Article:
RM of Torch River’s Former Reeve and Division 4 Councilor Clarify Reasons for Their Resignations

(Last Updated On: November 27, 2017)

Since the November 10th regular meeting in which former Reeve, Louise Nicklen and Division 4 Councilor, Michelle Fox-Waddington, handed in their resignations from the RM of Torch River council, rumours and speculation have run rampant among ratepayers. Little has been said publicly to date as all parties concerned, along with many ratepayers, have attempted to consult lawyers and reach out to agencies such as SARM (Saskatchewan Association of Rural Municipalities) and the Ombudsman.

With no viable timely solution in sight, and feeling that the ratepayers needed to be aware of an abundance of issues and what they believe to be questionable conduct within the RM Council and Administration, Nicklen and Fox-Waddington felt the only way to get the matter the attention it demanded was by resigning. Additionally, the stress had taken a very large toll on both of them. A seat on municipal council can be a high stress position to begin with and their experiences with what they refer to as “bullying and intimidation” along with verbal abuse were just more than they could deal with. Both Nicklen and Fox-Waddington, along with many ratepayers who have heard what they have to say and even witnessed incidents themselves, feel the RM of Torch River Council and Administration’s operating procedures and conduct need to be put under a review by a governing body, such as SARM or the Ministry of Government Relations.

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See also: Three Resignations on RM of Torch River Council

The former Reeve and Councilor, agreed to sit down with a group of concerned ratepayers to clarify the reasons for their resignations. They felt it necessary to emphasize that while the Code of Ethics complaints lodged against former Reeve Louise Nicklen do exist, filed by two of her fellow councilors, neither former Division 4 Councilor Michelle Fox-Waddington nor former Division 5 Councilor Tyler Shymanski had any Code of Ethics complaints against them.

Michelle Fox-Waddington’s Resignation Words Highlight Serious Issues Within the Rural Municipality, it’s Council and Operations

The exact wording of former Councilor Michelle Fox-Waddington’s reason’s for resignation as submitted to the RM of Torch River Administrator and Council are as follows;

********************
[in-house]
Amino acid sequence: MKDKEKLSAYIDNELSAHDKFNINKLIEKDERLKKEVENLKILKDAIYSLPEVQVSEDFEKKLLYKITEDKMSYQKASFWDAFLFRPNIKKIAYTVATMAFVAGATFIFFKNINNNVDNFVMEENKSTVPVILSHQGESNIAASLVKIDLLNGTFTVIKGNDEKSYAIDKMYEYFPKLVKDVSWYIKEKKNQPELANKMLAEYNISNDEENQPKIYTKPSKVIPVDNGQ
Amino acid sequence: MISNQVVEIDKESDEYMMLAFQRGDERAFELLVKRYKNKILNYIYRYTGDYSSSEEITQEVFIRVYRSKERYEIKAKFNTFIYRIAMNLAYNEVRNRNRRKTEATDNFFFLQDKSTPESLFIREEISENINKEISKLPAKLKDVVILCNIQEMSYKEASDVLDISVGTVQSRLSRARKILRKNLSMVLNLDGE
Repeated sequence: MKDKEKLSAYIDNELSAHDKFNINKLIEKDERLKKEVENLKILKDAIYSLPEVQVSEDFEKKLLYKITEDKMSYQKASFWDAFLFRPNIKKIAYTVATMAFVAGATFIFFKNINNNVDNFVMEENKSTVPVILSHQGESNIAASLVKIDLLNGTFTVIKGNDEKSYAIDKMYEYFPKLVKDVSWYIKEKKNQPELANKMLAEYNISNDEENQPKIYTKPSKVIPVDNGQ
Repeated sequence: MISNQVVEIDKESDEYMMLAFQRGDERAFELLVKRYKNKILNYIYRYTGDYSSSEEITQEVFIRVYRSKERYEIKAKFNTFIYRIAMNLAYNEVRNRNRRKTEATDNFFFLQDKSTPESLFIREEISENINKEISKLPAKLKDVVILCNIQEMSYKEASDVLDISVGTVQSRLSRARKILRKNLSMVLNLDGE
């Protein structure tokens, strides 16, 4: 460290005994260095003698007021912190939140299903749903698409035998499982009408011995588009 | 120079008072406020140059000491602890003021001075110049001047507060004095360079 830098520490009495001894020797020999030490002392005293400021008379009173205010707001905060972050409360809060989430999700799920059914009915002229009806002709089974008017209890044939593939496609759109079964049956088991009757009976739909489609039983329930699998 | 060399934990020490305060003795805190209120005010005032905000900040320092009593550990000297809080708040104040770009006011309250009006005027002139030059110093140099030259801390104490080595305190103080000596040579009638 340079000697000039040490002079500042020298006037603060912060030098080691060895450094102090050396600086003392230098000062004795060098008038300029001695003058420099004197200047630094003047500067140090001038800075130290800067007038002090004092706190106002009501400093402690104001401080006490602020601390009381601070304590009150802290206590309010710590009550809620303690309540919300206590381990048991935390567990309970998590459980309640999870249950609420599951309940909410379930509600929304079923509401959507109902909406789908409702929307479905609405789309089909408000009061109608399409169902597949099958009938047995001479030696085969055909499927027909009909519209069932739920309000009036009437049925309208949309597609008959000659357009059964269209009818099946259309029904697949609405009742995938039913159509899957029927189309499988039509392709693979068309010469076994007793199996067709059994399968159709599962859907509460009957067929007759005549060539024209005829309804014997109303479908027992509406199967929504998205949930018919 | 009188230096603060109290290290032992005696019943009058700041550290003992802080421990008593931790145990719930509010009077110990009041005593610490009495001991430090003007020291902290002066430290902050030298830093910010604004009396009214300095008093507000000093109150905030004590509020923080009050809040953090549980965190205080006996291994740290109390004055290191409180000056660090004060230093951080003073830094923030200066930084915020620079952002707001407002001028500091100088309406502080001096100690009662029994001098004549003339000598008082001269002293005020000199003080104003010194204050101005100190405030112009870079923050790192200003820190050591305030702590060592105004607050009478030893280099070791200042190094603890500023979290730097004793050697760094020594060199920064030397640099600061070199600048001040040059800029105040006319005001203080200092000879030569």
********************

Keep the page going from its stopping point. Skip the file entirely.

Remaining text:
– I feel the two Code of Ethics violations filed against Reeve Nicklen, by other council members, are petty and came about because of personal issues not because of RM matters
– I don’t condone the way Councillor Shymanski was spoken to or about by a fellow council member, which caused Councillor Shymanski to resign.
– I believe that resolution #2017 336 was passed without consideration of the number of potential ratepayer livelihoods this could effect all because some council members put their personal feelings above the welfare of the RM.

Expanding on each of her reasons, Michelle explained that her belief that the Code of Ethics violations filed against Nicklen were “petty and came about because of personal issues” based on numerous prior incidents relating to unprofessional conduct as well as conflicts that had arisen over work of other contractors whom had done work recently for the RM. One incident in particular involved a contractor’s completed work on a culvert not passing PDAP inspection. Nicklen was called by the inspector to the site and allegedly subjected to name calling and verbal abuse, including being asked what she was doing there, by a fellow councilor.

Former Reeve Nicklen was not the only council member the target of alleged unprofessional conduct from a fellow council member Fox-Waddington was witness to. In her second reason she refers to a council meeting where Division 5 Councilor Tyler Shymanski was treated in a highly unprofessional manner, soon after which he resigned.